On the Ukraine position paper, PRC Foreign Minister Wang Yi explicitly refrained from calling the conflict a war, in line with official Russian policy, instead referring to it as a “crisis.” Still, the document has been incorrectly interpreted as a “peace plan” when it offers no tangible solutions in how to get the two parties to cease hostilities and restart dialogue, turning instead to platitudes like respecting sovereignty, “ceasing hostilities,” and “resuming peace talks.” However, the position paper offers three primary strategic opportunities for China. First, it allows the CCP to continue championing non-interference, sovereignty, and territorial integrity, all of which are important to CCP messaging regarding Taiwan. Second, and perhaps somewhat contradicting the first point, the paper allows Beijing to continue balancing its relationship with Russia without alienating the European market. Third, even before the start of the war in Ukraine, the PRC has utilized censorship, propaganda, and disinformation to paint the United States and NATO as the belligerent parties to the conflict. With the position paper, the PRC publicly suggests China is the entity pushing for peace while the West risks eroding peace by “strengthening or expanding military blocs” like NATO. And while this likely did not convince European and other Western countries, states outside of the West have likely perceived it the way the PRC intends.

Likewise, recent PRC-aided diplomatic developments in the Middle East are significant. For Beijing, the normalization of Saudi-Iranian relations, and China’s role brokering the deal, have strategic value. Stability in the Persian Gulf will ensure China’s energy security, as Beijing is a major importer of Saudi and Iranian oil. Moreover, the deal may open more opportunities for using the Chinese yuan to pay for petroleum — primarily traded in U.S. dollars today — which would be critical to blunt the negative effect of U.S.-led sanctions. Lastly, the deal signals that regional states like Saudi Arabia that have long counted on U.S. security cooperation may be looking to diversify diplomatic relations. This signal was bolstered when Saudi Arabia joined the PRC-led Shanghai Cooperation Organization as a dialogue partner on March 28. Yet although the United States is not in a position to broker a rapprochement between Saudi Arabia and Iran, it will likely benefit from de-escalated tensions in the Persian Gulf if the deal holds.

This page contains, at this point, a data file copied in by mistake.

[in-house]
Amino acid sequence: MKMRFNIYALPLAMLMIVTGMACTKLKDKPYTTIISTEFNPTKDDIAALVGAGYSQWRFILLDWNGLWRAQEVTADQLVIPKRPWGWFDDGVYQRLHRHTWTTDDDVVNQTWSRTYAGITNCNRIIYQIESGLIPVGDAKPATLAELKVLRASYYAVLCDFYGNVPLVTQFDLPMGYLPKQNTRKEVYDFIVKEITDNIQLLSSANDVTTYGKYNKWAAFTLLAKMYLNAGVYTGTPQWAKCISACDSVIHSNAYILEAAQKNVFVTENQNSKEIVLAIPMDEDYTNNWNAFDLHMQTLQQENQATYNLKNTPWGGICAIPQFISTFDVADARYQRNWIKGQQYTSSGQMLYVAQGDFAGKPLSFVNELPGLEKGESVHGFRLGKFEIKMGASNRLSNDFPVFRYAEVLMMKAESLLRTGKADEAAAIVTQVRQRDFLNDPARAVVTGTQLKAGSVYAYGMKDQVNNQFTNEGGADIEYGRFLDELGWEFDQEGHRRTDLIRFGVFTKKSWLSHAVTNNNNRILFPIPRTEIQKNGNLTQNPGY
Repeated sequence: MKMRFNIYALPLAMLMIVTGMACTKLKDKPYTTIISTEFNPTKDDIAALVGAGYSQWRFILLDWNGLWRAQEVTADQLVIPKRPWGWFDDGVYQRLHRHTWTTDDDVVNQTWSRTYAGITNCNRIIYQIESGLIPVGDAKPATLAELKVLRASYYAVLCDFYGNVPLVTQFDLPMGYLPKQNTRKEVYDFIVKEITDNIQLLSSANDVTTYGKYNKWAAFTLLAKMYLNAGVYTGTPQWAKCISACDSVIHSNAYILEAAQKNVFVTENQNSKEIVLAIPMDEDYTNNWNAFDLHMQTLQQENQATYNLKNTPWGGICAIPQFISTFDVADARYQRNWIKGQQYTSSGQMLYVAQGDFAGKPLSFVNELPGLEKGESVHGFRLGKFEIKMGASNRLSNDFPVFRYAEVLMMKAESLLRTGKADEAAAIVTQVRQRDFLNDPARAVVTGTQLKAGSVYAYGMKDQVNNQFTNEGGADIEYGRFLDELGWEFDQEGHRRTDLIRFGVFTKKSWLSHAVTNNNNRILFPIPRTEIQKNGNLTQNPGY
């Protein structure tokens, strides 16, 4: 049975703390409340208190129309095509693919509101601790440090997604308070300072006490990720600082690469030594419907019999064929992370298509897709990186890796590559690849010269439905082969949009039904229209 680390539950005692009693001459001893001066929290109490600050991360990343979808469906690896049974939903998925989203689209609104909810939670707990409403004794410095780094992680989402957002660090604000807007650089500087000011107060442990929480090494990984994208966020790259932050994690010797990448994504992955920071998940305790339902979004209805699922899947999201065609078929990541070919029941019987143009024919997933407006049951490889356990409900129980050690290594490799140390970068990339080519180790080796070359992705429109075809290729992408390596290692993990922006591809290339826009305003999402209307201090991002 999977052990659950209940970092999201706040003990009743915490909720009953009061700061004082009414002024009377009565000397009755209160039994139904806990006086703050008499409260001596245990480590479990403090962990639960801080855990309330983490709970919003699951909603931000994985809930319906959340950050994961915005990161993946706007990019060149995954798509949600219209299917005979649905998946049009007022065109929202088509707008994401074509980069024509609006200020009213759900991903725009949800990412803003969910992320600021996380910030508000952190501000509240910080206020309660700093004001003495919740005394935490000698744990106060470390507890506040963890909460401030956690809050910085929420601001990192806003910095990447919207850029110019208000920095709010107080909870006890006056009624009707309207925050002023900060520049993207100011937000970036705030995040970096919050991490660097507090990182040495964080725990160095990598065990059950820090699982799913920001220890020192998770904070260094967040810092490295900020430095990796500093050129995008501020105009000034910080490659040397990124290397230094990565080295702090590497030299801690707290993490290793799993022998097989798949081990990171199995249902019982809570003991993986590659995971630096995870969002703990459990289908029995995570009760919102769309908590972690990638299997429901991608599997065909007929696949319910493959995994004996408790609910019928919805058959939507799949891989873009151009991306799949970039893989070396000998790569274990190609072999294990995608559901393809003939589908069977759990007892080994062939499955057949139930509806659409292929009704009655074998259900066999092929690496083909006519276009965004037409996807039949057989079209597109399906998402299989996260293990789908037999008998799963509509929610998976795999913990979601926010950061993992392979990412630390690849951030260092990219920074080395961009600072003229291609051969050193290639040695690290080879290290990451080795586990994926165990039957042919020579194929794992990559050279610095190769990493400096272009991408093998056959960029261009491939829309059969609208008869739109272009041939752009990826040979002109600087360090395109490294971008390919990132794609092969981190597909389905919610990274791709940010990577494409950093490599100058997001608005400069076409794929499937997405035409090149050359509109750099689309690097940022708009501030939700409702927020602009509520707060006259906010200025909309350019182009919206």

Beijing’s recent diplomatic efforts should also be considered within the broader foreign policy strategy of the CCP and Xi Jinping himself. A key aspect of that strategy is the Global Security Initiative (GSI). A GSI concept paper released by the PRC Ministry of Foreign Affairs this February delineates the PRC’s ambitions to take up an increasingly global role in politics and security, while promoting concepts and principles like non-interference and non-proliferation that it hopes will set it apart from the United States and the West. The GSI indirectly takes aim at the United States, criticizing practices of “hegemonism” and its “Cold War mentality.” It is evident, at this point, that the PRC is seeking to establish a multilateral world order that is not Western-led and that serves Beijing’s ambitions and priorities. While both the United States and the European Union have voiced concerns about the PRC’s global ambitions, not all states in the international system have the luxury to pick sides. Beijing’s recent peace promotion efforts should be seen as largely posturing for these current and potential international partners. It is in the interest of the United States to promote public diplomacy and adopt a foreign policy that illustrates to fence-sitting countries that it is a more reliable long-term partner.